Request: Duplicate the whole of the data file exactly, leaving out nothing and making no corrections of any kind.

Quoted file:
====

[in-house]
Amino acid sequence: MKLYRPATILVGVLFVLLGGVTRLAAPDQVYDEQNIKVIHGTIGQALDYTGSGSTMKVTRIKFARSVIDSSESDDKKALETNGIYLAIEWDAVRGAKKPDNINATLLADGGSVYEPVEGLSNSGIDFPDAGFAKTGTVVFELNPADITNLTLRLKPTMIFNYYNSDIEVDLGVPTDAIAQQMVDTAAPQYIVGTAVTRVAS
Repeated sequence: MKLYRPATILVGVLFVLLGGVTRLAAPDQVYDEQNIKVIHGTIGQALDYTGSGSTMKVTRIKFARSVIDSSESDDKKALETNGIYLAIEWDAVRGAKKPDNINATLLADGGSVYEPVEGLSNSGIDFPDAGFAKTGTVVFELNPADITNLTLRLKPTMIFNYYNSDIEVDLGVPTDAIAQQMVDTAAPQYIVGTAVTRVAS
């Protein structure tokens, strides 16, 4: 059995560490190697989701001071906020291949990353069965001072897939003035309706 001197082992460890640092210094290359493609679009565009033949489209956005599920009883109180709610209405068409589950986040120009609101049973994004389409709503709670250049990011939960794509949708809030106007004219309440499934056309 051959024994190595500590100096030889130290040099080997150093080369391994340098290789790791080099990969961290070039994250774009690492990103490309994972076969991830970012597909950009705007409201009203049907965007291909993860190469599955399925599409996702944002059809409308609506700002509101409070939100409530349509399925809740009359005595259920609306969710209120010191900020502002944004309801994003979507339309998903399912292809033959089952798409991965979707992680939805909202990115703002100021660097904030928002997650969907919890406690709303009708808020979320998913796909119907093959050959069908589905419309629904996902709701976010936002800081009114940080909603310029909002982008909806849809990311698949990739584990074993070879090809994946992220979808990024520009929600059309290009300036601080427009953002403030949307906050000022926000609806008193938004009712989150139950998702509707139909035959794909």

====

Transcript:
[in-house]
Amino acid sequence: MKLYRPATILVGVLFVLLGGVTRLAAPDQVYDEQNIKVIHGTIGQALDYTGSGSTMKVTRIKFARSVIDSSESDDKKALETNGIYLAIEWDAVRGAKKPDNINATLLADGGSVYEPVEGLSNSGIDFPDAGFAKTGTVVFELNPADITNLTLRLKPTMIFNYYNSDIEVDLGVPTDAIAQQMVDTAAPQYIVGTAVTRVAS
Repeated sequence: MKLYRPATILVGVLFVLLGGVTRLAAPDQVYDEQNIKVIHGTIGQALDYTGSGSTMKVTRIKFARSVIDSSESDDKKALETNGIYLAIEWDAVRGAKKPDNINATLLADGGSVYEPVEGLSNSGIDFPDAGFAKTGTVVFELNPADITNLTLRLKPTMIFNYYNSDIEVDLGVPTDAIAQQMVDTAAPQYIVGTAVTRVAS
């Protein structure tokens, strides 16, 4: 059995560490190697989701001071906020291949990353069965001072897939003035309706 001197082992460890640092210094290359493609679009565009033949489209956005599920009883109180709610209405068409589950986040120009609101049973994004389409709503709670250049990011939960794509949708809030106007004219309440499934056309 051959024994190595500590100096030889130290040099080997150093080369391994340098290789790791080099990969961290070039994250774009690492990103490309994972076969991830970012597909950009705007409201009203049907965007291909993860190469599955399925599409996702944002059809409308609506700002509101409070939100409530349509399925809740009359005595259920609306969710209120010191900020502002944004309801994003979507339309998903399912292809033959089952798409991965979707992680939805909202990115703002100021660097904030928002997650969907919890406690709303009708808020979320998913796909119907093959050959069908589905419309629904996902709701976010936002800081009114940080909603310029909002982008909806849809990311698949990739584990074993070879090809994946992220979808990024520009929600059309290009300036601080427009953002403030949307906050000022926000609806008193938004009712989150139950998702509707139909035959794909």